2012-2013 Alzheimer’s and Related Diseases Research Award*Vascular risk factors and cognition in African Americans
*The Virginia Center on Aging which administers the Alzheimer’s and Related Diseases Research Award Fund for the Commonwealth of Virginia, provides seed money to researchers in Virginia to stimulate innovative research into biomedical and psychosocial aspects of dementia, including cell biology, caregiving, and animal modeling.
Vascular risk factors and cognition in African Americans
Carol Manning, PhD, ABPP-CN, Steven DeKosky, MD, and Ishan C. Williams, PhD
University of Virginia
Vascular risk factors are associated with vascular dementia and more recently have been associated with increased risk for Alzheimer’s disease (AD). African-Americans have high rates of vascular risk factors and recently have been found to have higher overall rates of dementia than Caucasians. However, dementia and Mild Cognitive Impairment, often a precursor to frank dementia, may be underrecognized in African-Americans coming in for general medical appointments. In this study, two groups of African-Americans who are coming to see their primary care physicians will be given cognitive testing: 1) people without vascular risk factors and 2) people with high blood pressure, diabetes, high cholesterol, history of stroke, or those who smoke cigarettes. Participants will not be coming to see their providers because of cognitive complaints. It is hypothesized that cognitive impairments will be greater in the participants with vascular risk factors and that in both groups cognitive deficits are underrecognized secondary to a number of factors including limited appointment time, and lack of knowledge about expected cognitive change and risks for cognitive change.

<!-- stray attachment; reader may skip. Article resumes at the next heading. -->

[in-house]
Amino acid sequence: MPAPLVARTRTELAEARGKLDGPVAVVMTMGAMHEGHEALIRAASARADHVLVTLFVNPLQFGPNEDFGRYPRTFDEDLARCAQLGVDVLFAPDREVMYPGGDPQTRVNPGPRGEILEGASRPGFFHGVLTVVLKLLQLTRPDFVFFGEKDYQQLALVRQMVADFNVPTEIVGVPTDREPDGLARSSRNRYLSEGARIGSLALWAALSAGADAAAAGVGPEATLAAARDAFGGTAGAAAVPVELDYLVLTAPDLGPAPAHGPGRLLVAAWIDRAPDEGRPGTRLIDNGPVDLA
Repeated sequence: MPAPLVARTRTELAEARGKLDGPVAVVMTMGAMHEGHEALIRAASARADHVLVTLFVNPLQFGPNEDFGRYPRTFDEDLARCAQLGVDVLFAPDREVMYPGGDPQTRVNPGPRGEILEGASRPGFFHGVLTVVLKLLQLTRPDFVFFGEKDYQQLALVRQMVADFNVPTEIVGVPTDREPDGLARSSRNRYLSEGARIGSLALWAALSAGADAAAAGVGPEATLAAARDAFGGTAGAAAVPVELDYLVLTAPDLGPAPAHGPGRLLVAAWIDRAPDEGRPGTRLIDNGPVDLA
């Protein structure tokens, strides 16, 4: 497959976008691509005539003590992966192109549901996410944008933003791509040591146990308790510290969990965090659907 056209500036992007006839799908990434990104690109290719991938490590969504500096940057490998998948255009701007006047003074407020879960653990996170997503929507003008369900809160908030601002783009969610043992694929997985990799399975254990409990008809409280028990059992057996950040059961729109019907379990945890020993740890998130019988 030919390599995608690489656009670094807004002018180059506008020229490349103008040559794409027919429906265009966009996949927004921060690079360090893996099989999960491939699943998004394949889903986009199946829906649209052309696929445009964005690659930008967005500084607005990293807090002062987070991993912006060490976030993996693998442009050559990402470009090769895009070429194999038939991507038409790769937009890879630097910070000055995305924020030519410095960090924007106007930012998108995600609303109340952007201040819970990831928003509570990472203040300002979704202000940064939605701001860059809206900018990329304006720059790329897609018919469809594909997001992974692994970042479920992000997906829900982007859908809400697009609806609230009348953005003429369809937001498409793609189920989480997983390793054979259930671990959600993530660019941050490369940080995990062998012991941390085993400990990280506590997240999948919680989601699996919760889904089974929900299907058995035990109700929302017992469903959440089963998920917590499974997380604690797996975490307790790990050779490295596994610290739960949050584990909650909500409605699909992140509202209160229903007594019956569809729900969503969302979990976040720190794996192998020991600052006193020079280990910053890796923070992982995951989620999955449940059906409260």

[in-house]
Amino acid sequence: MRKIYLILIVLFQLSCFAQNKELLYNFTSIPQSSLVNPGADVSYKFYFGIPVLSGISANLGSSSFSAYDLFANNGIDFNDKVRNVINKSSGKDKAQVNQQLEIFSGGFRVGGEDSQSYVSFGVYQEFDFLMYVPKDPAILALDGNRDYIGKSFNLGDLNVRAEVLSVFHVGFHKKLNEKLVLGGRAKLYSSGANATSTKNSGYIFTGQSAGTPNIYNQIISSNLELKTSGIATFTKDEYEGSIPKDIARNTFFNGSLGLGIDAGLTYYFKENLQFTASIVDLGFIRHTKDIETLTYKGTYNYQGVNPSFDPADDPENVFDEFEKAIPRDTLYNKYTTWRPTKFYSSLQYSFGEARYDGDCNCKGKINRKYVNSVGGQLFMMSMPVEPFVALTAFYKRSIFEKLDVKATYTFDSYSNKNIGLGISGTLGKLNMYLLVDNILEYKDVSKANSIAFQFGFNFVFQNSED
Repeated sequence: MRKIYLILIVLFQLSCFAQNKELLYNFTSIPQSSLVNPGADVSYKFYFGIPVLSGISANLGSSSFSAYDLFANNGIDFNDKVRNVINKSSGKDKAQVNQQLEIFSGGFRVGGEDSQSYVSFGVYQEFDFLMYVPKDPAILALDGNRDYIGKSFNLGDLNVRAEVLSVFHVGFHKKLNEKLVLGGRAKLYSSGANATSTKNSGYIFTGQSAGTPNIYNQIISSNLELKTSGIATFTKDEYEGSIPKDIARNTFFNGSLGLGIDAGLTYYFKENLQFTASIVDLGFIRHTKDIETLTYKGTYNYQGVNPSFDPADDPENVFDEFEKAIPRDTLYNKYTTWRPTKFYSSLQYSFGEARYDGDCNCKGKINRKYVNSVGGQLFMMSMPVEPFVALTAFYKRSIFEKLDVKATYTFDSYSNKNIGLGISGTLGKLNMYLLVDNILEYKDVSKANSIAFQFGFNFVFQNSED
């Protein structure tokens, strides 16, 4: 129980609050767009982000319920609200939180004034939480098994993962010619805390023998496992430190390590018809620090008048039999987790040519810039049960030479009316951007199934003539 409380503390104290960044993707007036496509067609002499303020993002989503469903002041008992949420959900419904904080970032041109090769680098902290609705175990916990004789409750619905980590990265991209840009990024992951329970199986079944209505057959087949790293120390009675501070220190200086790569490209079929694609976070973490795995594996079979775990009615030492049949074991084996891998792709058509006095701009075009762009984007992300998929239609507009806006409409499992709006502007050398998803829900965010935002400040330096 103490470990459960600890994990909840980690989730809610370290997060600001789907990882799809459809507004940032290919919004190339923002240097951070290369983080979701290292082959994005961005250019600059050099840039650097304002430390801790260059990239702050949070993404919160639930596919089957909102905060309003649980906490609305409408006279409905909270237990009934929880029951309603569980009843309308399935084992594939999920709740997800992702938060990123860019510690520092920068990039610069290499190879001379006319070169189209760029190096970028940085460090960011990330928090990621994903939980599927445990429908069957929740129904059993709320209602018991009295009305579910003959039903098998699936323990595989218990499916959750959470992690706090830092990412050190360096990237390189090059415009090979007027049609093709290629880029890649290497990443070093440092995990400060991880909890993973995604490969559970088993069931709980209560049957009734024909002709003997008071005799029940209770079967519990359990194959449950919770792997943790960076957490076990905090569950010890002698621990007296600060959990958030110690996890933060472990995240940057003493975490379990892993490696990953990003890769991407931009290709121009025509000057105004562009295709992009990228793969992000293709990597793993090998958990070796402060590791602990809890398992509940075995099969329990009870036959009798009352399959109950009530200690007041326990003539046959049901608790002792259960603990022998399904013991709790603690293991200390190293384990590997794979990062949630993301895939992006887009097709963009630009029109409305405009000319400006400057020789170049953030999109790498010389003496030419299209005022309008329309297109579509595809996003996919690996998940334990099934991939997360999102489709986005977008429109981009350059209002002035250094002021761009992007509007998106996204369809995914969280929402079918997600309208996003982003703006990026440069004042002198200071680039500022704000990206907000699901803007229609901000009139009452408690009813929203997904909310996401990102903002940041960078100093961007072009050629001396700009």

(The investigators may be contacted: Dr. Manning 434/982-1012; firstname.lastname@example.org; Dr. DeKosky 434/924-5118; email@example.com; Dr. Williams 434/924-0480;firstname.lastname@example.org)
Vascular risk factors are associated with dementia. African-Americans have high rates of vascular risk factors and have high rates of dementia. However, dementia and Mild Cognitive Impairment (MCI), often a sign of early dementia, may be under-recognized in African-Americans coming in for general medical appointments. In this study, ninety-six African-Americans who were coming in to see their primary care physicians had cognitive testing immediately. None of the participants were coming to see their doctors because of cognitive complaints. Vascular risks were identified through the participants’ medical records. Vascular risk factors included high blood pressure, diabetes, high cholesterol, history of stroke and cigarette smoking. Cognition was examined in relation to vascular risk factors. Concern about cognitive functioning in participants and physicians was also examined. Data revealed that vascular risks had a negative impact on cognition. According to our cognitive test results, 41% percent of our sample had MCI, despite a lack of cognitive complaints. In addition, neither the patients nor the physicians were aware of the degree of cognitive impairment. African-Americans, coming to see their primary care physicians for reasons other than memory, had high rates of cognitive impairment and vascular risk factors. Vascular risks were correlated with cognitive impairment. These findings indicate high rates of unrecognized cognitive impairment in this population and suggest that patients and physicians may be unaware of these difficulties. Lack of awareness may be secondary to limited appointment time and poor knowledge of risks for cognitive change.
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